Visual artist Ramy Dozy is featuring his latest collection of work in the exhibit “Alia’s Drinks: Fruit Paradise — Mustache of an Old Man” at the Mashrabia Gallery in downtown Cairo.
In the past, the artist heavily made use of kitsch advertising and aesthetics from around Egypt as a source of inspiration. For example, in his previous solo exhibit “Vanilla Eye Candy,” the Michelin Man logo was pasted onto a canvas below the name “Saad Sosta” (Suspension Saad), simply — and comically — because it was the nickname of a mechanic who lived on his street as a kid.
But in his newer work, Dozy seems to leave the tongue-in-cheek kitsch world behind in order to zone in on even more primitive and childish ideas. Many of the pieces look like fun, abstract cave paintings done by not one, but many children. The playful primacy in Dozy’s latest work brings to mind the work by New York graffiti artist from the 1980s, Jean-Michel Basquiat.
But Dozy’s love of localized kitsch is not completely exhausted just yet. When looked at closely, many of the works still contain random Arabic brand names and logos on the corners — particularly those used by children such as sports logos, chewing gum and tissue paper.
While many of Dozy’s newer pieces have an immediate, childlike appeal, there is also an apparent, new-found love for intricate detail. A lot of the new work is covered in elaborate and repetitive little dots that sometimes look like ants crawling over the artwork, and at other times seem like clusters of stars and galaxies. The difference depends on where one is standing, as well as the overall content of the piece.
One of the most enjoyable pieces in the exhibit is the first to be seen when walking into the gallery. It looks like a primitive cave painting, featuring a white caveman with hundreds of insect-like shapes crawling around on a black background. On top of it all, Dozy has written “1+1=2” in Arabic repeatedly to the point that the images are slightly obscured. The image evokes primitive cave paintings, and while the idea may seem simple, there is a playfulness and honesty in its execution — like with most of Dozy’s work — that makes generally banal concepts and sketches naturally come to life.
About two months ago, I visited Dozy at his home, which is essentially the bare roof of a Zamalek building. At the time, he would spend hours watching armies of ants (and other insects) attack and take bits of food apart while copying the patterns of the ants onto paper. There were hundreds of these types of works all over the rooftop. Dozy would also record hours of close-up, detailed footage of similar things and watch it obsessively on his computer later. I had no idea about his latest exhibit at the time, but it seems Dozy had the perfect place in mind for his hours upon hours of tedious, repetitive work.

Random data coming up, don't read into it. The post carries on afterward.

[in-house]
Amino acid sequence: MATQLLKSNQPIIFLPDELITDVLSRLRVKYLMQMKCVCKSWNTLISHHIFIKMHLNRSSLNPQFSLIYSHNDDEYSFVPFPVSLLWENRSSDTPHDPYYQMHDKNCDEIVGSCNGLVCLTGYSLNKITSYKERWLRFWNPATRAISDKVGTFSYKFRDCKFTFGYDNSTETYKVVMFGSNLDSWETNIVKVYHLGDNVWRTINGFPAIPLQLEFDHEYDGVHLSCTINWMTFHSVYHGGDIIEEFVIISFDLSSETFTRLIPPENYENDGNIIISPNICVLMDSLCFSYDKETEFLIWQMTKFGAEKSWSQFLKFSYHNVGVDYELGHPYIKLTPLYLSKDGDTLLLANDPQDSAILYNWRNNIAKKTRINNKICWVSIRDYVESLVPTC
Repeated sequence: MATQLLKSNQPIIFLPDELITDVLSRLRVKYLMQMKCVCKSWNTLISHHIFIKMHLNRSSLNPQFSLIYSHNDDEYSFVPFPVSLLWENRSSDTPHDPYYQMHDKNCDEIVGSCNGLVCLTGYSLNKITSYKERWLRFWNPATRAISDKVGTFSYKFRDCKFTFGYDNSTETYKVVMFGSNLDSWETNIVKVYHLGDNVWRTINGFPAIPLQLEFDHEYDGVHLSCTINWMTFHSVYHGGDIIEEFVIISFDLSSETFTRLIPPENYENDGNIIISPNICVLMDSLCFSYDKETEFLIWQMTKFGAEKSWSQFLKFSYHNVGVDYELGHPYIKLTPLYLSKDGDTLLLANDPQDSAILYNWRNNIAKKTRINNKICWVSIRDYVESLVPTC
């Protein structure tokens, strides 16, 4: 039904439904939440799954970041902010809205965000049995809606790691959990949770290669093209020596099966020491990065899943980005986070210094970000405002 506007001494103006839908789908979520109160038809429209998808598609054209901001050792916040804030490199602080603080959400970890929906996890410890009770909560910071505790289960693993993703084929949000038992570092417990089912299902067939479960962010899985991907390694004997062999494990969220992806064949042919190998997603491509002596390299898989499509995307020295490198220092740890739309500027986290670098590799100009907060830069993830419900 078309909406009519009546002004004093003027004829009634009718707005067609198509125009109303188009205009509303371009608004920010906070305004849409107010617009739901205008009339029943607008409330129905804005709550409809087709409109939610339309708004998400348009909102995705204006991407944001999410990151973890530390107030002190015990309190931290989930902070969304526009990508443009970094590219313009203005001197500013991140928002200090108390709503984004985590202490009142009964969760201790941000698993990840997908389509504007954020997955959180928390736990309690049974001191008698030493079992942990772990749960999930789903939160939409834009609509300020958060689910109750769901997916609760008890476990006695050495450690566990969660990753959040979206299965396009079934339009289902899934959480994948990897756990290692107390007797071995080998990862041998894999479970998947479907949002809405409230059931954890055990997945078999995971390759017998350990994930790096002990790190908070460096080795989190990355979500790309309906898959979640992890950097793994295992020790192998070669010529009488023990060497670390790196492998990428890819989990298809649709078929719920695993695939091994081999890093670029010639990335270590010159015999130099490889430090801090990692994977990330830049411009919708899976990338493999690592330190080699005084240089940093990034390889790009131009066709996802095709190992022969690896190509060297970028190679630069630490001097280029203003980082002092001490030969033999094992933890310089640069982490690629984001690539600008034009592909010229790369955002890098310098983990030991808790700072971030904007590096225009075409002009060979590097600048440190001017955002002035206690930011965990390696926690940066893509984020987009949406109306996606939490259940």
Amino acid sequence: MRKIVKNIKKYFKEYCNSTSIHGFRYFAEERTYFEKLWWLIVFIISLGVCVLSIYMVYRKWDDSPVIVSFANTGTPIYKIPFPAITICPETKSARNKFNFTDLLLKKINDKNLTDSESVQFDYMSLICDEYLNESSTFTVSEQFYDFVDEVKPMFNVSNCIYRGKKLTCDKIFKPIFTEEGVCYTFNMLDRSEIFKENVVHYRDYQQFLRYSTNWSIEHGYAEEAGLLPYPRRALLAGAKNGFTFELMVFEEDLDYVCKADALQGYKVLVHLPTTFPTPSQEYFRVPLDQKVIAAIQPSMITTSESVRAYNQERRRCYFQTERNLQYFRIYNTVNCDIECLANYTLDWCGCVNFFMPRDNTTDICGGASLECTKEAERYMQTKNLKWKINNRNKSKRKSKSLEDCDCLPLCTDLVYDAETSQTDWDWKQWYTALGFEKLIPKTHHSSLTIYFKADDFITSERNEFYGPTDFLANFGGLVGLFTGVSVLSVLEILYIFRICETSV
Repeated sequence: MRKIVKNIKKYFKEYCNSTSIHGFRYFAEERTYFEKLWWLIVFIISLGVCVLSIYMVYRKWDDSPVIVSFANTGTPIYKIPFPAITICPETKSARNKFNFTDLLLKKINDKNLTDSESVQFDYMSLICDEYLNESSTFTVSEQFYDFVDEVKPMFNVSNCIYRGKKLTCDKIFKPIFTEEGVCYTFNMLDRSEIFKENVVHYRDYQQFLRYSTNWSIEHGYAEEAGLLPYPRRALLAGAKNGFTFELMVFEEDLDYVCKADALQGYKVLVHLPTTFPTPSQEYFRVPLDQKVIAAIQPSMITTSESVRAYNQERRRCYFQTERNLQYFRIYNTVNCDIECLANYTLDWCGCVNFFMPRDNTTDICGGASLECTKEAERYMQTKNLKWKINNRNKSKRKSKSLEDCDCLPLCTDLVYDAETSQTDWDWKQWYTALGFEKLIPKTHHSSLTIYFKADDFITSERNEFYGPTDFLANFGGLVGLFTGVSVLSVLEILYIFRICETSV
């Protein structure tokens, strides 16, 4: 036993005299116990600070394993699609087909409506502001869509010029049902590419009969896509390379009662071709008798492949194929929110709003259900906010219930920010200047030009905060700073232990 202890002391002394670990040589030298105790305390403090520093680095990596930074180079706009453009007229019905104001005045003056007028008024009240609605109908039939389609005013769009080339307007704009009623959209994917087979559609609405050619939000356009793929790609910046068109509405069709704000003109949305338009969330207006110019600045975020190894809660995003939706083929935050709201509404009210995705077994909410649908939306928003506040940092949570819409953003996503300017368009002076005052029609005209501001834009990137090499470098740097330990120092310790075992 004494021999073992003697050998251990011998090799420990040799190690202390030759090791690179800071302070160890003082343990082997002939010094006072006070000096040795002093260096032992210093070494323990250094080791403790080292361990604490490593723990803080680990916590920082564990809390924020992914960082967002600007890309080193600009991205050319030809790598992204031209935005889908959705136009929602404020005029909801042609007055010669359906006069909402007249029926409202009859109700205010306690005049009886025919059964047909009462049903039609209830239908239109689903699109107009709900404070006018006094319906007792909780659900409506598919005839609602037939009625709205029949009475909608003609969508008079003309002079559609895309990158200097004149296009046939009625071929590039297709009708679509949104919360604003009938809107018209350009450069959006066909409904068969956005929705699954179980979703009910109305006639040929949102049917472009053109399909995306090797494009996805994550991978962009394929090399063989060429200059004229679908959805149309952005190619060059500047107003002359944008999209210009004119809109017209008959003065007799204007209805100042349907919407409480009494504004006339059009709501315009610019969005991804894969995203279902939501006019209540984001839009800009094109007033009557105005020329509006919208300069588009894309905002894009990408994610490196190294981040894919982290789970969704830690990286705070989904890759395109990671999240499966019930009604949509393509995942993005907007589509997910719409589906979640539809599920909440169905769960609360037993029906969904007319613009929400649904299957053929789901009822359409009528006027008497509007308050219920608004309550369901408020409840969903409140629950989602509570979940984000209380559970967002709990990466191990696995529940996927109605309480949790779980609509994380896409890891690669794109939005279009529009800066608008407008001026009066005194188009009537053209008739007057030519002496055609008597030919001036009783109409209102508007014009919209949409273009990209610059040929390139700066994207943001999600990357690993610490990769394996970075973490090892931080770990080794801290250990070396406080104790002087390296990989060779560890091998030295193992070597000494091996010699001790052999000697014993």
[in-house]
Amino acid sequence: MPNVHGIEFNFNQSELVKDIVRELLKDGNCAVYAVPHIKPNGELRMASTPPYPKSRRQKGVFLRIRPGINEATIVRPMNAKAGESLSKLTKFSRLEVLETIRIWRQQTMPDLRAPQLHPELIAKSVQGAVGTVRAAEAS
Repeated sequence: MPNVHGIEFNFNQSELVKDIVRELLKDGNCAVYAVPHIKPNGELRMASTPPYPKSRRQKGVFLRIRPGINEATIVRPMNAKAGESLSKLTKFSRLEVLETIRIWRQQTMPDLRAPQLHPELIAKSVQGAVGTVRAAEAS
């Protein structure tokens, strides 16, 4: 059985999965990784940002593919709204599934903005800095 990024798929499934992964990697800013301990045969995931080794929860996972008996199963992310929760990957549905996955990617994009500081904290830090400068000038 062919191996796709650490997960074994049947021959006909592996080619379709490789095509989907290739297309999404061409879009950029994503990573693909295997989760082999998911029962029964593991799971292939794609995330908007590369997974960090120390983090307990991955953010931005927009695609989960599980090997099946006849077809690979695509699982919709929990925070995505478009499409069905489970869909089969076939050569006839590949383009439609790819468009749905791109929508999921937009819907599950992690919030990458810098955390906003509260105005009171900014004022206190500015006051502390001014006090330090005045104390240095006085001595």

As an artist, Dozy is tireless. And like Basquiat, images that seem like the work of a five-year-old are actually the result of hours of contemplation, dedication and effort. That being said, the contemplation and effort is not pedantic in the slightest, but simply part of Dozy’s carefree, stream-of-conscious style. These traits are translated very well in his latest exhibition.
The result is, as always, very beautiful, honest and clever. However, after circling the gallery several times, I was still unable to understand why the title “Alia’s Drinks: Fruit Paradise — Mustache of an Old Man.”
When asked, Dozy explains that when he lived in the Ard al-Lewa neighborhood in Giza, he once saw a small girl (Alia) hit hard by an older man. After being struck, she gave him a penetrating stare. Shocked by her gaze, the man walked away quickly.
“It was powerful,” says Dozy. “That energy really struck me, and I instantly became inspired to get out of the house more and explore Ard al-Lewa, while also watching Alia play.” Dozy says that while creating his latest work, Alia kept coming to mind, so he attributed the work to her.
But why drinks?
The final title seems the perfect example of Dozy’s artistic sensibility at work.
“While in Ard al-Lewa, with Alia playing in the background, I would often visit coffee shops and juice stands,” he explains. “I soon noticed that all the juice stands were called ‘Ganat al-Fawakeh’ (Fruit Paradise), which is first of all ridiculous. But also most of the owners would have huge mustaches. Whenever I would finish one of my juices, I would always find a massive mustache in my face, so I dedicated those drinks and mustaches to Alia.”
“Alia’s Drinks: Fruit Paradise – Moustache of an Old Man” is on display until 14 February at Mashrabia Gallery, 8 Champollion St., downtown, Cairo. Telephone: 010-0170-4554